Kidney Disease in Sri Lanka Linked to Pesticides

Washington, DC–(ENEWSPF)–October 18, 2012.  A new study pinpoints agricultural pesticides and fertilizers as the likely culprit for an incurable and deadly kidney disease that has afflicted thousands of Sri Lankans. As many as 400,000 people in the north-central region of Sri Lanka may be affected by the chronic kidney disease (CKD), and as many as 22,000 people may have died over the last two decades as a result.

“The reason for the spread is heavy metals in the water caused by the unregulated use of fertiliser and pesticides,” Dr. Channa Jayasumana, from the Faculty of Medicine at the Rajarata University in Anuradhapura, told Inter Press Service News Agency (IPS).

The World Health Organization (WHO) and the Sri Lankan government launched an investigation four years ago, testing the local environment and taking blood, urine and tissue samples. The results, which were released this summer in a one-page press release, pointed to cadmium and arsenic. Though cadmium is found in fertilizers, it is illegal to use arsenic-based pesticides in Sri Lanka. Dr. Jayamasumana is one of the doctors that has been engaging in research activities in the epidemic of CKD, and told Beyond Pesticides that they strongly believe that the main cause for CKD is poor quality agrochemicals.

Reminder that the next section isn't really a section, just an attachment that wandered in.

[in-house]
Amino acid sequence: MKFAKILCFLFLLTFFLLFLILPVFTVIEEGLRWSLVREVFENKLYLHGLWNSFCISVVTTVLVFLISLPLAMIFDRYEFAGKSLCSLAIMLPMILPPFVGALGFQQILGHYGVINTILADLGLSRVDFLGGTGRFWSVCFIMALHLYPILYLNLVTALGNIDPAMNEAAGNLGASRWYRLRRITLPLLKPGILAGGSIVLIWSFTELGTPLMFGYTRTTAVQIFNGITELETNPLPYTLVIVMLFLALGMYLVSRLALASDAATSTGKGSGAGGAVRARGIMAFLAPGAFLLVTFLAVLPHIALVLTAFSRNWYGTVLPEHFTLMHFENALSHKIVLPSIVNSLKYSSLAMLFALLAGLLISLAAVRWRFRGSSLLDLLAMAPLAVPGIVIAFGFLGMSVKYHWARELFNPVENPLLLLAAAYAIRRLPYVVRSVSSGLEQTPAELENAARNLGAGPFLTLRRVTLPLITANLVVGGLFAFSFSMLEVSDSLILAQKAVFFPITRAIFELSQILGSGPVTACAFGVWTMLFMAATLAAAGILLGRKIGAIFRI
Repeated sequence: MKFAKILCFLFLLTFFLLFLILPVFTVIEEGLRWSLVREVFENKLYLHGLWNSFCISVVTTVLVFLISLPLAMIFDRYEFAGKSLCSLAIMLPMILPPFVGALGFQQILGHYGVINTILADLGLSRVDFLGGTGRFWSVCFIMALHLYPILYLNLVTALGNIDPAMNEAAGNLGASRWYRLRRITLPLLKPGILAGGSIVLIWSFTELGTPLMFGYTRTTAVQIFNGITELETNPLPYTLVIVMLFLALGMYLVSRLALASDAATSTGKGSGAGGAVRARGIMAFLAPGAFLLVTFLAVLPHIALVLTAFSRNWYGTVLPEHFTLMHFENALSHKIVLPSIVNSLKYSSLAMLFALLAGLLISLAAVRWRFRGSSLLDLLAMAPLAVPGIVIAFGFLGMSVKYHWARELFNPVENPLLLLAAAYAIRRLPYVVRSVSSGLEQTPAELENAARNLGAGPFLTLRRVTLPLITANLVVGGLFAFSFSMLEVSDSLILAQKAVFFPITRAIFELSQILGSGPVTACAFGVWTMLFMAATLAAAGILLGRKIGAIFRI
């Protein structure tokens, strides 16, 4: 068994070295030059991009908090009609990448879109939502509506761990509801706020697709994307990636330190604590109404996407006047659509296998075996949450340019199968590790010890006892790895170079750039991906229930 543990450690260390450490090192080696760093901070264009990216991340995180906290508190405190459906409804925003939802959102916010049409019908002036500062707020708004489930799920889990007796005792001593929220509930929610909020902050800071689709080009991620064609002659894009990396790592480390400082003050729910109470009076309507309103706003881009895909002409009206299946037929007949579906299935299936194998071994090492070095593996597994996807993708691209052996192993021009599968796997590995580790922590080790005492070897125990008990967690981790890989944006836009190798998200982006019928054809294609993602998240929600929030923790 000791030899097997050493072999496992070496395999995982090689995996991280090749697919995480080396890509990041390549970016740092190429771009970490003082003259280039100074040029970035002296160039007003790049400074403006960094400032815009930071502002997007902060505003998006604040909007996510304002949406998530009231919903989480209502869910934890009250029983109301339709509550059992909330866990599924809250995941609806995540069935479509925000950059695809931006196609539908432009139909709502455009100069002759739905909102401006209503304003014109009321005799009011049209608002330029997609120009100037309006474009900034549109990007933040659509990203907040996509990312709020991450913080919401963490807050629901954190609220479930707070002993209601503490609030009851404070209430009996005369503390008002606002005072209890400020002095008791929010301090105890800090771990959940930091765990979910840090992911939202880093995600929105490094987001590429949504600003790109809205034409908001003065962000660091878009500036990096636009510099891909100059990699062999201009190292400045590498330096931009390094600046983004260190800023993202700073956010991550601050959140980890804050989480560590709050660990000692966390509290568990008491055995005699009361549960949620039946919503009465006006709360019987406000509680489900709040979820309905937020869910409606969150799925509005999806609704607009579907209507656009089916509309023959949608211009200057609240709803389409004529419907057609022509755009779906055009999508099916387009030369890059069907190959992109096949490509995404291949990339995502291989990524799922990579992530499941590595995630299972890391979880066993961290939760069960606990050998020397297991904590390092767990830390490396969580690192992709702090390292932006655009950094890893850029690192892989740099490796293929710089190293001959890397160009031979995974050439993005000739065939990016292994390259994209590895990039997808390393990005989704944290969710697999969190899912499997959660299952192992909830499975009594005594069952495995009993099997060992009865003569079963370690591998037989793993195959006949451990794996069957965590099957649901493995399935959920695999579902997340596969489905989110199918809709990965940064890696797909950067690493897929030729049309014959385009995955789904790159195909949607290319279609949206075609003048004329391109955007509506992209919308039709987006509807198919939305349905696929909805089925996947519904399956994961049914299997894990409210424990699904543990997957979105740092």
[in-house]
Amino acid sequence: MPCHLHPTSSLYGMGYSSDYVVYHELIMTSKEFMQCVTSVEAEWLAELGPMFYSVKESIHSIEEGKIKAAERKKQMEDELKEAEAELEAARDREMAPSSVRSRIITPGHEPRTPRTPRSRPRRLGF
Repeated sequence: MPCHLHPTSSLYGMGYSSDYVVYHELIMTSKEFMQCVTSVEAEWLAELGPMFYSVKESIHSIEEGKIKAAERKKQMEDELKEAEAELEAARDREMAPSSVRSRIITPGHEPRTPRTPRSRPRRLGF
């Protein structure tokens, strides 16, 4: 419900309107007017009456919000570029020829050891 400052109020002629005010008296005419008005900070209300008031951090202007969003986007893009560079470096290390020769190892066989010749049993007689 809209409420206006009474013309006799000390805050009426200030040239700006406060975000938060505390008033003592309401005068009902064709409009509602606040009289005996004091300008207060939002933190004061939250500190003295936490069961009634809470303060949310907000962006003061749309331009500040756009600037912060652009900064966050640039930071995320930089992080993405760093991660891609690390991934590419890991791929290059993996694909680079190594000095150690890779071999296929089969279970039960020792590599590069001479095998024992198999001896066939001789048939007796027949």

According to a joint investigation by Public Radio International’s The World and the Center for Public Integrity, in the government’s press release, it states that farmers can protect their kidneys by stopping the “indiscriminate use of fertilizers and certain pesticides.” However, little has been done to spread the message to people who need to hear it. The doctors are frustrated with the WHO and the Sri Lankan government for not releasing these findings to the public and not taking action yet.

Dr. Palitha Bandara, the top health official in the North Central Province, told PRI that it is critical that the public’s exposure to the contaminants be reduced immediately “because day by day (they) will accumulate (in) the skin, blood and other peripheral organs, including kidneys.”

Sources: PRI’s The World, Inter Press Service News Agency

All unattributed positions and opinions in this piece are those of Beyond Pesticides.